For example, living in a bushfire-prone area may increase your premiums, as your insurance provider will see you as a higher risk to cover. Likewise, if your contents would cost a significant amount to replace, you may pay a little more for your insurance to reflect this higher value.

If you’d like to find out how much you could potentially pay for home and contents insurance, you can get your quote through our comparison service.

Do insurance companies deny fire claims?

Whether an insurer accepts your claim for fire damage usually depends on the details of the incident. Generally, burn damage from flames is covered, but many insurance providers don’t cover scorching, melting, smoke or soot damage where there is no flame.

Some providers may cover smoke or soot damage where there was no fire under accidental damage cover, which is typically an optional extra that you can add to your policy for an increased premium. This could then cover accidents, for example, in the kitchen where a scorched benchtop is a result of setting down a hot pan on the bench.

Is arson included in fire cover?

If someone attempts to set fire to your house deliberately, this is covered under home and contents insurance in the same way that vandalism and other types of malicious damage are. However, if you or a house guest starts the fire (either deliberately or through intentionally reckless/illegal acts), this is likely not covered.

Am I covered if I accidentally start a fire?

If you start a fire by accident, you can be covered by home and contents insurance. Whether you put the candle too close to the curtains, you have a cooking disaster or firepit night goes wrong, most home and contents insurance covers flame damage caused by accidents.

If there are other types of fire damage, like scorching or melting but there was no flame, this may fall under accidental damage cover if you have this option added to your policy.

Do I need insurance for fire damage if I’m renting?

Renters can get contents insurance that will cover their belongings from a range of events, including fires. If you’re renting, you don’t need to insure the structure of the home as it’s not your property; that is your landlord’s responsibility.

What if my smoke alarms are faulty or out of battery?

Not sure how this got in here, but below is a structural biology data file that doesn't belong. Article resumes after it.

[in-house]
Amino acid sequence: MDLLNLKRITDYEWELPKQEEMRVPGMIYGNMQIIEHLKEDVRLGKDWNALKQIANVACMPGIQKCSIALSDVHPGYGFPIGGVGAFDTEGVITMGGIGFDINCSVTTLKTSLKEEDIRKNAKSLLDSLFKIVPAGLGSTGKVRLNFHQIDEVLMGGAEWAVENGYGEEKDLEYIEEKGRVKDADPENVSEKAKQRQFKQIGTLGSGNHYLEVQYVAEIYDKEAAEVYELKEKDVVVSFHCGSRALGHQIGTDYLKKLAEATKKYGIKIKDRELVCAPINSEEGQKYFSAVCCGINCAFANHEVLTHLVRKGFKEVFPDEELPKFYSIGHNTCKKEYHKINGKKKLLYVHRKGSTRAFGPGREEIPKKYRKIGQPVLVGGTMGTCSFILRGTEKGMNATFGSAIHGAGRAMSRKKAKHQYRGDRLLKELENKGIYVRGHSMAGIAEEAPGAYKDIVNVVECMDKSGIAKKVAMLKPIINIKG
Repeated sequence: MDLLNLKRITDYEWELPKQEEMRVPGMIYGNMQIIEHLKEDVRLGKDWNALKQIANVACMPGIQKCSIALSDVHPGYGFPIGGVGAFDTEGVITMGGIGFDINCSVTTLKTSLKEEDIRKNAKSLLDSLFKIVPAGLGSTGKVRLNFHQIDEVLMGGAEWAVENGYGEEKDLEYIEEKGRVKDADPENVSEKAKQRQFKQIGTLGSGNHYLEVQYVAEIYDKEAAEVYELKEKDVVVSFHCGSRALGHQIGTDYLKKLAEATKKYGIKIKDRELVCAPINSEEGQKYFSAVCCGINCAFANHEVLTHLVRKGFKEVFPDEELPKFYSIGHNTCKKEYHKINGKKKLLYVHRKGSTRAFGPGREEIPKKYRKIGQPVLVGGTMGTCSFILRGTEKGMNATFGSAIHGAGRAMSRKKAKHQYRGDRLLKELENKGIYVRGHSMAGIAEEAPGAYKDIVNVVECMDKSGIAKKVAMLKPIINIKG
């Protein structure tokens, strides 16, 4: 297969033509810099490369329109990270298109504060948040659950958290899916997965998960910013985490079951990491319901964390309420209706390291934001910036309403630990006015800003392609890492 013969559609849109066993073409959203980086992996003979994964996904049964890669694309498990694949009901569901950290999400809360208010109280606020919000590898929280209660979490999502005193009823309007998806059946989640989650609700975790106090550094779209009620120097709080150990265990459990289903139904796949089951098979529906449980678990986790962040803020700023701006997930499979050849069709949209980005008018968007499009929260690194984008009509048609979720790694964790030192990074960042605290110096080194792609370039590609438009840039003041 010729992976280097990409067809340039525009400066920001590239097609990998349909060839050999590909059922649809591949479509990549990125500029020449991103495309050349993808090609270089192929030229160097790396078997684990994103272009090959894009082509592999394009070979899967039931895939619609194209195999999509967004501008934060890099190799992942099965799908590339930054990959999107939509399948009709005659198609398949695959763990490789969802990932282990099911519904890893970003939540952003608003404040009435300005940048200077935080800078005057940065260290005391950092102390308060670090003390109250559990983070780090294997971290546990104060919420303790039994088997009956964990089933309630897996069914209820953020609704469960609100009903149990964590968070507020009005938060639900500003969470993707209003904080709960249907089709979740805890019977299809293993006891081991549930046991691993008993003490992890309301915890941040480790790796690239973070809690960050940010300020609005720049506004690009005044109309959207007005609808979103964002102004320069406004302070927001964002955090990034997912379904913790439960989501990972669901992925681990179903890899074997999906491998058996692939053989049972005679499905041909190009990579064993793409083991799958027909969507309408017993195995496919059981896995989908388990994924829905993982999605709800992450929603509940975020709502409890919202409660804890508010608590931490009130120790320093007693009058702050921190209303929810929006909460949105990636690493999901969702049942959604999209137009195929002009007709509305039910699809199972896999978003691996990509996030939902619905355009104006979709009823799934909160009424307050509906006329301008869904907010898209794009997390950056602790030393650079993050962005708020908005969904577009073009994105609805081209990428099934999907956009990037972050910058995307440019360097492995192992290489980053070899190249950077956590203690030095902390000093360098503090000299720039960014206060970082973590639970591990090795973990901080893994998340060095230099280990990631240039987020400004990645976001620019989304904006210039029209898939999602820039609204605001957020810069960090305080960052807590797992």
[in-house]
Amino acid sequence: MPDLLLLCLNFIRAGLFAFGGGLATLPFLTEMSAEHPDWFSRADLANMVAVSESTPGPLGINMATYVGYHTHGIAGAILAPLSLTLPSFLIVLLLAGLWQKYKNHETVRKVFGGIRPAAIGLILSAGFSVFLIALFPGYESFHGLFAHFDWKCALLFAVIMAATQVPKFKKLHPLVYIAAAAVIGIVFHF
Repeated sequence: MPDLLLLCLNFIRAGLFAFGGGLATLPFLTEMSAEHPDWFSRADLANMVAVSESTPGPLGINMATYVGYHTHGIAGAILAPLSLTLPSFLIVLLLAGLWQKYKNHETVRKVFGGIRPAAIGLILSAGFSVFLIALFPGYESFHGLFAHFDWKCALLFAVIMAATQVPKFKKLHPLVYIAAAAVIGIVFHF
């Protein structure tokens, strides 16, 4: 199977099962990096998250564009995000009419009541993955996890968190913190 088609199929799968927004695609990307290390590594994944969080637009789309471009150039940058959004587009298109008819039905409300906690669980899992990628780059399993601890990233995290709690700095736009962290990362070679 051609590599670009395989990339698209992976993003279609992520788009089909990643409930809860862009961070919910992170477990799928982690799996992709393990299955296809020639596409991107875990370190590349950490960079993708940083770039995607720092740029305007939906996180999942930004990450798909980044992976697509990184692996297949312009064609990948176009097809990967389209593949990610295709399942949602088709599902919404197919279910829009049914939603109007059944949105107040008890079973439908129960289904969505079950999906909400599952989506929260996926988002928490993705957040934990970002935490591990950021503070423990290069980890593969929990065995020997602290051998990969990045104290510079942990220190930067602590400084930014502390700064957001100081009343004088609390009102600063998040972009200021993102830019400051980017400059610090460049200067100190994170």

If your smoke alarms aren’t maintained, your home may not be following your state or territory’s building legislation, and this means your insurance claim could be denied. It’s vitally important that your home complies with the rules of your state.

Stephen Zeller, General Manager

Tips on preventing and handling fire damage from our home insurance expert, Stephen Zeller

  1. Keeping your yard well-maintained can help reduce the risk of damage from a bushfire. Remove dead branches and keep the grass around your home cut low; dispose of the clippings too, as these can be sources of fuel for a fire. Likewise, keep your gutters clear of dead leaves and twigs.
  2. Inside the home, make sure you’re practicing safe habits with fires. Don’t leave candles unattended or near curtains. Keep your heaters away from bedding, tablecloths and anything flammable. Check your appliances regularly and make sure you’re not overloading your power points.
  3. Consider taking photos of your belongings and having a digital backup saved somewhere so that if you do experience a fire, you have photos to help you sort out what needs replacing.
  4. Test your smoke alarms at least every 12 months to make sure they’re functioning properly. Replace the smoke alarm batteries if needed so you have vital warning if a fire starts in the home.

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Compare home and contents cover options with ease to ensure you have fire damage covered. Our comparison service makes it easy to weigh up a range of insurance policies by price, benefits, excess, exclusions and more.